Thursday, June 22, 2017

Where has the time gone?  It seems like it was just yesterday when my daughter Kelly and I took this picture to launch her post baby exercise program. It was actually October of 2015, and her second son Roman was just 8 weeks old.

Kelly's goal was to lose the remaining baby fat, tone up, and regain the energy and endurance needed to raise two boys.  When I look back, Kelly's progression was almost text book.

Kelly started planning for this journey when she was still 6 months pregnant. She loves her busy lifestyle and scripted her goals accordingly. Her plan provided the needed consistency and flexibility to make the necessary adjustments to stay on track.  Her biggest adjustment was actually to make sure she had enough rest time. However, as all you mothers know, with two young children that is easier said than done. She is always looking to find ways to maintain the best levels of nutrition and the ever challenging task of meal planning around all the daily activities.  Again, all you moms know what I'm talking about.

Well, Roman is now 21 months old and Kelly has turned the baby weight into toned muscle with a BMI of 22.3. Kelly has created the healthy life style she was looking for, but she knows it doesn't end here.  She continues to raise the bar, accept the ever changing challenges in daily life, and make the necessary adjustments to get results.

Seeing positive results is the great motivator, but the journey to get there can be overwhelming.  That is why you need to find your balance before setting your goal.  Once you've developed your plan, keep it simple and make room for adjustments to avoid any road blocks to your success. Importantly, keep it going.  Raise the bar , accept those new challenges, and be awesome.

Until next time, enjoy your workouts.

Thursday, June 8, 2017

When you think about it, without flexibility, balance, and coordination you really can't do much of anything. We all know this, but how do we address this need in our daily lives and fitness efforts to ensure long term results?

We all incorporate some sort of stretching in our daily lives. Sometimes it's to get moving in the morning, after sitting for long periods of time, or preparing ourselves for an athletic or fitness activity.  However, we need to incorporate activities within our fitness efforts that encourages ongoing muscle elasticity, giving our muscles and joints a greater range of motion. This elasticity and increased range of motion can help you prevent injuries, back pain, and balance problems.

In discussion with my clients and friends, their initial reaction is that we already do that. We stretch, do squats, and incorporate the stability ball in our work routines. That's a great start. You have to be careful, however, not to be too routine in your efforts. That type of redundancy will start to dilute your results and really doesn't focus or encourage the full range of motion of all joints and muscles. The key phrase being "all joints and muscles".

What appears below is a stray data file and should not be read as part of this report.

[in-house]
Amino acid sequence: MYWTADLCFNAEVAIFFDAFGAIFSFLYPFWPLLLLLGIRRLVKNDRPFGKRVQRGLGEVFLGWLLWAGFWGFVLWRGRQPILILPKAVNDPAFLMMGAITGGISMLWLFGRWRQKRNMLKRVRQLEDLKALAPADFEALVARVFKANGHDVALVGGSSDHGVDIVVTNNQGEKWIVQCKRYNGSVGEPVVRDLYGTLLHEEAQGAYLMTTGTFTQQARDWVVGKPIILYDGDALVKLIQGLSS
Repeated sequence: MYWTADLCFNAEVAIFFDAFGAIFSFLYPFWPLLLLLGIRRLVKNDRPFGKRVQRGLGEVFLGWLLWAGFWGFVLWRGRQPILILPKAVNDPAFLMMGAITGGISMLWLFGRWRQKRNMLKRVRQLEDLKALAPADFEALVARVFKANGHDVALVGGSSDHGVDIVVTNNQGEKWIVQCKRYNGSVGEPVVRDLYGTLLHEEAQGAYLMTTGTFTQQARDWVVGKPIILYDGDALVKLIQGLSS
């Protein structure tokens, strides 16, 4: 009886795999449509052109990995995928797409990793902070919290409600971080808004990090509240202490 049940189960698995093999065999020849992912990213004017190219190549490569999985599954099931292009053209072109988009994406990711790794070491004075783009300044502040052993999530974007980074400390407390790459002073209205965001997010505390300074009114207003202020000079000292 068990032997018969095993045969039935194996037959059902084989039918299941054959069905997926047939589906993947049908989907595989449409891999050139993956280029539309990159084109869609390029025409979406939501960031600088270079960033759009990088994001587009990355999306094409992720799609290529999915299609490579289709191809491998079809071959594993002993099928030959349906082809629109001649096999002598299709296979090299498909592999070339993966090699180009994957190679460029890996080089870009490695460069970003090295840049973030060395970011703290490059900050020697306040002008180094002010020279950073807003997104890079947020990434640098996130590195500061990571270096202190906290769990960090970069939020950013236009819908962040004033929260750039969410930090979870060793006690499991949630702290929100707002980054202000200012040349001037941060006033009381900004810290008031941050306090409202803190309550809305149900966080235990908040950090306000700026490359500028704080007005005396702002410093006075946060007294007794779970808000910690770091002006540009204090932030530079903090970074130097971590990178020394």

So, what do we do or what is the alternative? Workout fads that address flexibility, balance, and coordination come and go, but virtually no other exercise programs are as enduring as Yoga and Pilates. They each have a lot of similarities. Choosing one or the other is really a personal preference.  Let's take a look:

  • Yoga: It's been around for more than 500 years and does more than burn calories and tone muscles. It's a total mind-body workout that combines strengthening and stretching poses with deep breathing and meditation or relaxation. While it may seem mellow compared to most training programs, yoga's health benefits keep pace and often surpass what many people would call traditional forms of exercise.
  • Pilates: Uses controlled movements, primarily focused on your core to build body strength, flexibility, and endurance. It's a body conditioning routine that won't result in bulky muscles.  Instead, the movements serve to lengthen your muscles as they strengthen them. It emphasizes proper postural alignment, core strength, and muscle balance.

I can't think of a better way to ensure a consistent effort toward establishing a greater range of motion, improved balance, endurance, and coordination. Importantly, it provides the needed variety to avoid redundancy and creates the real potential for better results. I engage in both Yoga and Pilates at least once a week and encourage my clients and friends to do the same.

Keep it simple. It's not hard to find the right avenue to enjoy either Yoga or Pilates with really no additional investment or interrupting your current schedule.  If you are a gym member, most gyms provide a variety of Yoga and Pilates classes.  If you want to do this at home, there are plenty of Yoga and Pilates routines on YouTube, as well as free apps for your phone or tablet. As in any new exercise or fitness endeavor, start slow and progress at your own pace.  You will enjoy the results for a lifetime.

Until next time, enjoy your workouts.

Sources: Google for Yoga and Pilates Definitions